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Super 16 Archiving for HD


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#1 Steve Denny

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Posted 05 October 2005 - 04:31 PM

I typically transfer my Super 16 footage in full frame. I do not tranfer to a 4:3 ratio.

With the intent to use library and stock footage down the road for HD release, should I change my transfer format?

Someone suggested tranferring it anamorphically...is that possible in transfer?
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#2 David Mullen ASC

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Posted 05 October 2005 - 11:59 PM

I typically transfer my Super 16 footage in full frame. I do not tranfer to a 4:3 ratio.

With the intent to use library and stock footage down the road for HD release, should I change my transfer format?

Someone suggested tranferring it anamorphically...is that possible in transfer?


What do you mean by "full-frame"? Are you transferring Super-16 to Standard Def (NTSC or PAL) 4x3 w/ a letterbox?

"Anamorphic" in video means 16x9 Standard Definition, which is 1.78 : 1.

If you intend to use the stock footage later for HD release, you'd need to retransfer it to HD.
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#3 Steve Denny

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Posted 06 October 2005 - 10:50 AM

By "full frame" I simply mean using the enitire Super 16 image as the camera is set up for S-16. We used to transfer the S-16 footage to 4:3, thus losing some of the image at the the edges.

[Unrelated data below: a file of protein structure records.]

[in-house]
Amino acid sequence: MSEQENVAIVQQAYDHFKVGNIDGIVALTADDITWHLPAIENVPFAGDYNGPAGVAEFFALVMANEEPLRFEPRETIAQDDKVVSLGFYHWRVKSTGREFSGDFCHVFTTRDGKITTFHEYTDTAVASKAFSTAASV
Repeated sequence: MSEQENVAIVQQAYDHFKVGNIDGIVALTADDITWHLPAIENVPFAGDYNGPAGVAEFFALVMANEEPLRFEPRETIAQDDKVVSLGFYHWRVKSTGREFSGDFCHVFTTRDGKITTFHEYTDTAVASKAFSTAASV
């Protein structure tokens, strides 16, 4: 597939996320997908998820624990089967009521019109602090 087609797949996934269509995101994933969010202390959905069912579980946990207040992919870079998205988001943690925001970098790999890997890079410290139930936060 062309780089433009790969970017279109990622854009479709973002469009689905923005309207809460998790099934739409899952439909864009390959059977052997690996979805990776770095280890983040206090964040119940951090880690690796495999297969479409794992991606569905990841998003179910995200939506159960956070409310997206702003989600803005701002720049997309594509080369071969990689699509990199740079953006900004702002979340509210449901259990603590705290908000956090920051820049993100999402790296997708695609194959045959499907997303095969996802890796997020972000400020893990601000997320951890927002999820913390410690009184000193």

We transfer to Digi Beta and Beta SP format (NTSC).

It seems that it does not matter how we transfer (16:9 or 4:3) in regard to HD as I'm assuming we must
re-transfer in Hi-Def on HD stock?

As for anamorphic, one client that tranfers their footage for us always sends it to us and the image is compressed or squeezed to create a vertical impression. We must always realign it in post. They call this anamorphic but I don't believe that is the coreect term for this transfer. What is that and why do they transfer it that way? What is the advantage of that?

Thanks for your response, David.

Steve

Edited by Steve Denny, 06 October 2005 - 10:54 AM.

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#4 David Cox

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Posted 06 October 2005 - 05:16 PM

Hi Steve,

The anamorphic video standard was created so that wide screen images (i.e. TV widescreen at 1.78:1) could be recorded and transmitted without changing the existing video infrastructure. Essentially, an anamorphic recording is technically exactly the same as a 4:3 recording. It uses the same number of pixels. The difference is that the width of the picture is considered to be "squashed" by a third. At the camera / telecine end, the image is either optically or digitally squashed into a 4:3 shape. Then on playback a widesceen monitor stretches the image back out. If at any point you view the recording on a "normal" 4:3 monitor, the image will look squeezed.

The advantage for you recording to an anamorphic shape over a letterboxed 4:3 recording is that anamorphic recordings use the full vertical height of the frame and thus all available vertical resolution. If you were to record "wide screen" images to 4:3 using black bars top and bottom, you only end up using 75% of the vertical resolution for your picture.

HD formats on the other hand aren't anamorphic. They are naturally 16:9 (1.78:1) because they have enough horizontal pixels with regard to the number of vertical rows to hold a widescreen image without the need for any fiddling.

If you were looking to archive to HD tape, then you would most likely want to look towards the best quality for future proofing. Today, the HdCam SR and HD D5 HD tape formats would offer you the best balance of practicality, quality and widespread use.

Hope all that helps!

David Cox
Baraka Post Production
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